Age-related macular degeneration (AMD) is a progressive and degenerative disease of the retina, causing blood vessels to develop under the retina which eventually lead to visual impairment. Antiangiogenic therapy is a new approach to the treatment of neovascular age-related macular degeneration. Interferon is one antiangiogenic agent thought to function by preventing the growth of vascular endothelial cells which help to form these new blood vessels. This review included one randomized controlled trial with 481 participants, all aged over 50 years from 45 different centers. The trial compared interferon alfa therapy to placebo with a follow up of 52 weeks. The proportion of participants who had lost at least three lines of vision at 52 weeks did not differ significantly between the control and treatment groups. The results of the trial were inconclusive and suggested that if anything, the intervention could be harmful. Since several new antiangiogenic interventions are now available, it is unlikely that further studies on interferon alfa can be justified.
At present there is not enough evidence to recommend the use of interferon alfa-2a for the treatment of age-related macular degeneration.
Antiangiogenic therapy is a new approach to the treatment of neovascular age-related macular degeneration. Interferon alfa is one antiangiogenic agent thought to function by inhibiting the migration and proliferation of vascular endothelial cells. It has been used in the treatment of hepatitis, solid tumors and hematologic malignancies.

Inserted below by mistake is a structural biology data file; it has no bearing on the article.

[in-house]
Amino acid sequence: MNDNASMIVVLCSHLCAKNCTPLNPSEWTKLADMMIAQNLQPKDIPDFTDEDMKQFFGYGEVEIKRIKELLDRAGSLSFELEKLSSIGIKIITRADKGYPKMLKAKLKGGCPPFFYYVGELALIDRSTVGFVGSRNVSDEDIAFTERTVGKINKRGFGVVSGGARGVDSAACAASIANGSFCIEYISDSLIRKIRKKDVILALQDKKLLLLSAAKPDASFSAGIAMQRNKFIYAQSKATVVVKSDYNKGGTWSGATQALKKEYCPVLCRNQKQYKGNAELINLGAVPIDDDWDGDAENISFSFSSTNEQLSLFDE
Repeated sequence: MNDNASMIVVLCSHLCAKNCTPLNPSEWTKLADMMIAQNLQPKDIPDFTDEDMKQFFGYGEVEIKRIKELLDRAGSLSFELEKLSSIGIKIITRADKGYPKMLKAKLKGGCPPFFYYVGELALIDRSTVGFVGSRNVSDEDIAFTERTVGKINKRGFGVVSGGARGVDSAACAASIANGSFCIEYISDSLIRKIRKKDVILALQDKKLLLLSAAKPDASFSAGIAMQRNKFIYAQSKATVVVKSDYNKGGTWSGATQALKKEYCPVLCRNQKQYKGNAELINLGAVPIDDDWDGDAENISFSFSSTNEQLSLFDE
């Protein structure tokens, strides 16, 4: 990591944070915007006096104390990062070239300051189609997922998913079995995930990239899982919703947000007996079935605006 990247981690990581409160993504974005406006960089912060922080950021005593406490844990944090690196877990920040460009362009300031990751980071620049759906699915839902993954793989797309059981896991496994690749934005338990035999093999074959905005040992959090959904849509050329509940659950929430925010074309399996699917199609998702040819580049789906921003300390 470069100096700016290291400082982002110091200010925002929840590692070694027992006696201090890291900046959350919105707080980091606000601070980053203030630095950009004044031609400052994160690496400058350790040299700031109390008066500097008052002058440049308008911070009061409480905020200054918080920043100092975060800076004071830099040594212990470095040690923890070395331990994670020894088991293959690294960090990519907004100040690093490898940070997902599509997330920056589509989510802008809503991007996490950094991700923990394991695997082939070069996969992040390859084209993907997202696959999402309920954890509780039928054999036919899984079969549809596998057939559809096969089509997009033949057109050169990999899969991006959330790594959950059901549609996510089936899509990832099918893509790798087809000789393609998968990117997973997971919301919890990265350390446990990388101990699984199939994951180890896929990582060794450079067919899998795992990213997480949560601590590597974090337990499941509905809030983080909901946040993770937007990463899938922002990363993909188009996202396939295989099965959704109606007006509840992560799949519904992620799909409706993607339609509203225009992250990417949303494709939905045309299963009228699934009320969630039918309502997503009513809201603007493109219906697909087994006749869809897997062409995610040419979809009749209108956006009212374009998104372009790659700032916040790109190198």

The aim of this review was to investigate interferon alfa as a treatment modality for neovascular age-related macular degeneration.
We searched and identified trials from the Cochrane Central Register of Controlled Trials (CENTRAL), which contains the Cochrane Eyes and Vision Group Trials Register, in The Cochrane Library (Issue 3, 2007), the National Research Register (Issue 3, 2007), MEDLINE (1966 to July 2007), EMBASE (1980 to July 2007), LILACS (Latin American and Caribbean Health Science Literature Database) (July 2007) and the reference lists of included studies.
We included randomized controlled trials evaluating interferon alfa therapy in people with neovascular age-related macular degeneration who were followed for at least one year.
Both review authors independently extracted data and assessed trial quality. No data synthesis was conducted as only one trial met the inclusion criteria.
The one included trial enrolled and randomized 481 participants from 45 centers worldwide into four groups. The study allowed for analysis of the number of participants who had lost three or more lines of vision at 52 weeks in three interferon alfa-2a groups versus placebo. The results show an odds ratio of 1.60 (95% Confidence Interval 1.01 to 2.53) indicating that interferon is associated with a 60% increased odds of losing three or more lines at 52 weeks. This finding is marginally statistical with a P value of 0.04 and indicates that the treatment has the potential for harm rather than benefit.